A spectacular addition to the 75th D-Day commemorations at this year’s Great Dorset Steam Fair (GDSF) is part of the RAF Tarrant Rushton Air Traffic Control Tower. The control tower has incredible historical significance to the liberation of Europe, as it was from this actual tower the signal from the War Office to trigger D-Day was received.

It was shortly before midnight on the 5th June 1944 that the converted Halifax bombers towing the Horsa Gliders took off from Tarrant Rushton Airfield in Dorset, with British Airborne troops onboard who then captured the renowned Pegasus and Horsa Bridges over the Caen Canal and River Orne which were major strategic objectives of the Allied invasion of Normandy.

Dismantled nearly forty years ago, GDSF Managing Director Martin Oliver says: “This remarkable find of part of the control tower has managed to survive in a Dorset scrapyard for the last four decades until being discovered in August 2019. It has been extracted from its resting place and transported specifically to be displayed at this year’s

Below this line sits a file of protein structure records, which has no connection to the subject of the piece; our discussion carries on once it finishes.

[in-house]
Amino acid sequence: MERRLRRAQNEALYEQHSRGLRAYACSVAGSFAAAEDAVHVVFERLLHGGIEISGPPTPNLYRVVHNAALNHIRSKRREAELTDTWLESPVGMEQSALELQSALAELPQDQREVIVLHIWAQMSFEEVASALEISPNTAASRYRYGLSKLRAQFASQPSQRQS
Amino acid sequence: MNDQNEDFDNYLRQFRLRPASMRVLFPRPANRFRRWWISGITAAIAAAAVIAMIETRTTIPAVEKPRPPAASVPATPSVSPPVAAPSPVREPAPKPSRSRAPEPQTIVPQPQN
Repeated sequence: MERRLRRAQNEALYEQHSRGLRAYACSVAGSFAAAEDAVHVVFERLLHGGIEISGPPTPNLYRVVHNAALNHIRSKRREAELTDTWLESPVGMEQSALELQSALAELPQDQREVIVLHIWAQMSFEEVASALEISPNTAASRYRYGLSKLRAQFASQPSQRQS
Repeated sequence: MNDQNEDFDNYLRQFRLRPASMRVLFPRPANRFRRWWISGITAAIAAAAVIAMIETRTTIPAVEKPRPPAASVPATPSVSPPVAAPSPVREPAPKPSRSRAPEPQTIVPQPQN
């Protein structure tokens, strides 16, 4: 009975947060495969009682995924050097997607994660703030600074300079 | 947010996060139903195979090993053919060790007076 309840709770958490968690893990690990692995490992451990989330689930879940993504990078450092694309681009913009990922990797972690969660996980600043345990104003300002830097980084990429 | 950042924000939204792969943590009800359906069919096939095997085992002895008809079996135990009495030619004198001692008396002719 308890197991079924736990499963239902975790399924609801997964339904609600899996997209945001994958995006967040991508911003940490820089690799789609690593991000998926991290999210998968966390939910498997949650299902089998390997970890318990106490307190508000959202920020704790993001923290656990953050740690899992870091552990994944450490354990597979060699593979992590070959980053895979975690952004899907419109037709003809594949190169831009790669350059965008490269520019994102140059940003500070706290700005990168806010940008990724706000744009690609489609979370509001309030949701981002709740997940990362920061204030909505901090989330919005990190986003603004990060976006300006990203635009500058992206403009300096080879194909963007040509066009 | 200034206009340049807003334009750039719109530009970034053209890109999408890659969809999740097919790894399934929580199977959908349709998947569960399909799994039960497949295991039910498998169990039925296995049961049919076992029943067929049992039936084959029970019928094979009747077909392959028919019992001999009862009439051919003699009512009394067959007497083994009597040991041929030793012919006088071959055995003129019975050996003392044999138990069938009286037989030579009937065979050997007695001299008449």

show from 22nd to 26th August. It is quite incredible that part of the tower  can be seen at this year’s GDSF, even more so as our showground is located only five miles distance from the original Tarrant Rushton Airfield.

It is also fascinating that the structure was removed from Tarrant Rushton Airfield in 1980 by local scrapman, Vic Smith and his two sons (Louie and Clive), who were both young teenagers at the time and that Vic, who is still running the scrapyard, and Louie and Clive (now both in their 50’s) have kindly allowed the GDSF to have this historic piece to be on display, with the help of Rowlie Moores (GDSF WW1 and WW2 Section Leader) and with footage being filmed and produced with grateful thanks to Paul Simpson of Media46 Blandford.